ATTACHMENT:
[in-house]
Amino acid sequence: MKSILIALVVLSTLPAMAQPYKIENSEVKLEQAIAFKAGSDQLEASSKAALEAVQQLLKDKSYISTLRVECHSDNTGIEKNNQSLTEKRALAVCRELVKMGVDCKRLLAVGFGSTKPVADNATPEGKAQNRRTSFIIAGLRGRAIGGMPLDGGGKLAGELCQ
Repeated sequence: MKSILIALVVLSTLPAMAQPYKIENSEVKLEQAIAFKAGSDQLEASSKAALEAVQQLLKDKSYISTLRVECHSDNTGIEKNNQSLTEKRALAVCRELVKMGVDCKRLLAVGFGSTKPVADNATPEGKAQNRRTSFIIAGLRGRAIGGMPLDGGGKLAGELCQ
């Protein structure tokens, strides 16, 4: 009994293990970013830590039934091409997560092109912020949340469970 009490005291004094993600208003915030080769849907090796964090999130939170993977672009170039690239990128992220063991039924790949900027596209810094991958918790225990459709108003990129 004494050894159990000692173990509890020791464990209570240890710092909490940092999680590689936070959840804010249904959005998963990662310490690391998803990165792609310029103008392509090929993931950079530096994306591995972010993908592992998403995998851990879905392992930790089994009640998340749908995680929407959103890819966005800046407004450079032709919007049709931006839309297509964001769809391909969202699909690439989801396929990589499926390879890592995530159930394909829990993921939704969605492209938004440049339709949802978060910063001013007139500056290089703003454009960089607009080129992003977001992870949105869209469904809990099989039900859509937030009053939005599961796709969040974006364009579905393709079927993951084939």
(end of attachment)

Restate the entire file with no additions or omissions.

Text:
[in-house]
Amino acid sequence: MKSILIALVVLSTLPAMAQPYKIENSEVKLEQAIAFKAGSDQLEASSKAALEAVQQLLKDKSYISTLRVECHSDNTGIEKNNQSLTEKRALAVCRELVKMGVDCKRLLAVGFGSTKPVADNATPEGKAQNRRTSFIIAGLRGRAIGGMPLDGGGKLAGELCQ
Repeated sequence: MKSILIALVVLSTLPAMAQPYKIENSEVKLEQAIAFKAGSDQLEASSKAALEAVQQLLKDKSYISTLRVECHSDNTGIEKNNQSLTEKRALAVCRELVKMGVDCKRLLAVGFGSTKPVADNATPEGKAQNRRTSFIIAGLRGRAIGGMPLDGGGKLAGELCQ
């Protein structure tokens, strides 16, 4: 009994293990970013830590039934091409997560092109912020949340469970 009490005291004094993600208003915030080769849907090796964090999130939170993977672009170039690239990128992220063991039924790949900027596209810094991958918790225990459709108003990129 004494050894159990000692173990509890020791464990209570240890710092909490940092999680590689936070959840804010249904959005998963990662310490690391998803990165792609310029103008392509090929993931950079530096994306591995972010993908592992998403995998851990879905392992930790089994009640998340749908995680929407959103890819966005800046407004450079032709919007049709931006839309297509964001769809391909969202699909690439989801396929990589499926390879890592995530159930394909829990993921939704969605492209938004440049339709949802978060910063001013007139500056290089703003454009960089607009080129992003977001992870949105869209469904809990099989039900859509937030009053939005599961796709969040974006364009579905393709079927993951084939």